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Images: Cape-Able Workers Build Deep-Sea Devices

Lisa Magnuson has been coming to this WHOI lab all summer to make complicated silver chloride electrodes, a technical and painstaking process. Magnuson and three other workers were employed through a partnership between WHOI and Cape Abilities that was funded by the National Science Foundation. (Photo by Tom Kleindinst, Woods Hole Oceanographic Institution)

WHOI geoscientist Rob Evans adjusts a magnetic field-detecting instrument as a colleague, senior engineering assistant Matt Gould, steadies it. Evans studies magnetic fields as a way to learn about the structure of Earth's mantle and the processes occurring within it. Though this early (2001) version was towed by a ship, Evans' current instruments are deployed on the seafloor. (Photo by Tom Kleindinst, Woods Hole Oceanographic Institution)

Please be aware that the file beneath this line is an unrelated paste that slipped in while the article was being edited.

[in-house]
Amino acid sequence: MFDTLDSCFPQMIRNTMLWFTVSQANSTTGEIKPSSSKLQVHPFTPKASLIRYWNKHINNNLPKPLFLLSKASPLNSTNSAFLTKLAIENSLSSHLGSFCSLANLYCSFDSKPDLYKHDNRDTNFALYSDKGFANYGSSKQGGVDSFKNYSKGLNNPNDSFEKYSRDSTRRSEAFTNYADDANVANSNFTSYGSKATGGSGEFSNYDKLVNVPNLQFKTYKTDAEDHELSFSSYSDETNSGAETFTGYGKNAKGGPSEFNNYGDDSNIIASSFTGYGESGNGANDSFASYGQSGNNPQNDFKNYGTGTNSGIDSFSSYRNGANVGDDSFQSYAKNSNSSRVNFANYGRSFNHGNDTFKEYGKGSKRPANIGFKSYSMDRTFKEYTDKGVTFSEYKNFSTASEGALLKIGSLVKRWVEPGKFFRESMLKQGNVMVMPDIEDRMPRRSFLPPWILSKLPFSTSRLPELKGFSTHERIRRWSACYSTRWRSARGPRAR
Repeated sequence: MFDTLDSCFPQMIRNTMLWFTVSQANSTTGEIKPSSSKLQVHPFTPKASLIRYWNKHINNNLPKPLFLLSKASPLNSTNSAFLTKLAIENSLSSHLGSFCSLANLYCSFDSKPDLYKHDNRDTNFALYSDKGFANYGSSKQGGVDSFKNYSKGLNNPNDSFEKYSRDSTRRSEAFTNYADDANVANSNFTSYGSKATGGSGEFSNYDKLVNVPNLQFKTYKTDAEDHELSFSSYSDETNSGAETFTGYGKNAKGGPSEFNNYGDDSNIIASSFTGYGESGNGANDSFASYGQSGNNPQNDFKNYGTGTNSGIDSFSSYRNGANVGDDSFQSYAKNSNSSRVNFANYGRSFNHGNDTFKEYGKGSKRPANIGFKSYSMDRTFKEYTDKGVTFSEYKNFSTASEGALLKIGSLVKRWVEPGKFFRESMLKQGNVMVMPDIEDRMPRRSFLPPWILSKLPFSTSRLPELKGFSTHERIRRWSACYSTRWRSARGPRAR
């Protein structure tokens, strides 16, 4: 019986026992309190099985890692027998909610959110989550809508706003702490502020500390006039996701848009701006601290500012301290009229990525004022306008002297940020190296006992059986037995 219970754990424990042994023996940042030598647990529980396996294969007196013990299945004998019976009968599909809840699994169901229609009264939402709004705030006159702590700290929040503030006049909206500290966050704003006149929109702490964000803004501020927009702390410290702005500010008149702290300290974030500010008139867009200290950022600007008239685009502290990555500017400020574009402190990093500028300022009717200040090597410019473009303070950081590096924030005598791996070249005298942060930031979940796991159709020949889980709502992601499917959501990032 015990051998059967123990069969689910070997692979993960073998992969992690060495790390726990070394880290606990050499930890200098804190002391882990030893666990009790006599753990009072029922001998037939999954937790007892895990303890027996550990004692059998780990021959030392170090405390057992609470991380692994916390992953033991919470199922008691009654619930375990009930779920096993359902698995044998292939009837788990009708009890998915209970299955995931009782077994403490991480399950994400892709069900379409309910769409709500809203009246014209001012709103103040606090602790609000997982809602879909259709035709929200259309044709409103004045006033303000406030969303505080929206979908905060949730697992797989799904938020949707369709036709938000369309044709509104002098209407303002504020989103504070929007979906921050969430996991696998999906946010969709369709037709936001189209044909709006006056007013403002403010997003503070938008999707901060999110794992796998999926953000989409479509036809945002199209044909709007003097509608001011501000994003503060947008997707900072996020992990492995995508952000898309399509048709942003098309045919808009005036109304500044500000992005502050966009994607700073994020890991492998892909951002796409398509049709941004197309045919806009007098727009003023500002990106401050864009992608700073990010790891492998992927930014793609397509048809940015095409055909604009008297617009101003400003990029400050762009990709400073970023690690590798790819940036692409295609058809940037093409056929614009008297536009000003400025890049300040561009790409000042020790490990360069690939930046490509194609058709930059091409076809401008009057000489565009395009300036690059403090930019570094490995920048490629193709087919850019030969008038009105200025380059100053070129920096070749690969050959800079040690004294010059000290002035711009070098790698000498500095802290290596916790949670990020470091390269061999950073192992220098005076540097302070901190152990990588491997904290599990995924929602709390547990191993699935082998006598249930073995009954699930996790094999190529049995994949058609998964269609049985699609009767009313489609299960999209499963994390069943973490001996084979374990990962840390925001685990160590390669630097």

When Rob Evans needed to build 120 new silver chloride electrodes to replace aging ones in his instruments, he worked with Trevor Harrison and others to re-design them to make them more robust. Harrison refined the assembly process, so that workers can assemble the electrodes' numerous components in a series of repeatable single steps. (drawing by Jack Cook, Woods Hole Oceanographic Institution, based on a diagram by Trevor Harrison, Cape Abilities)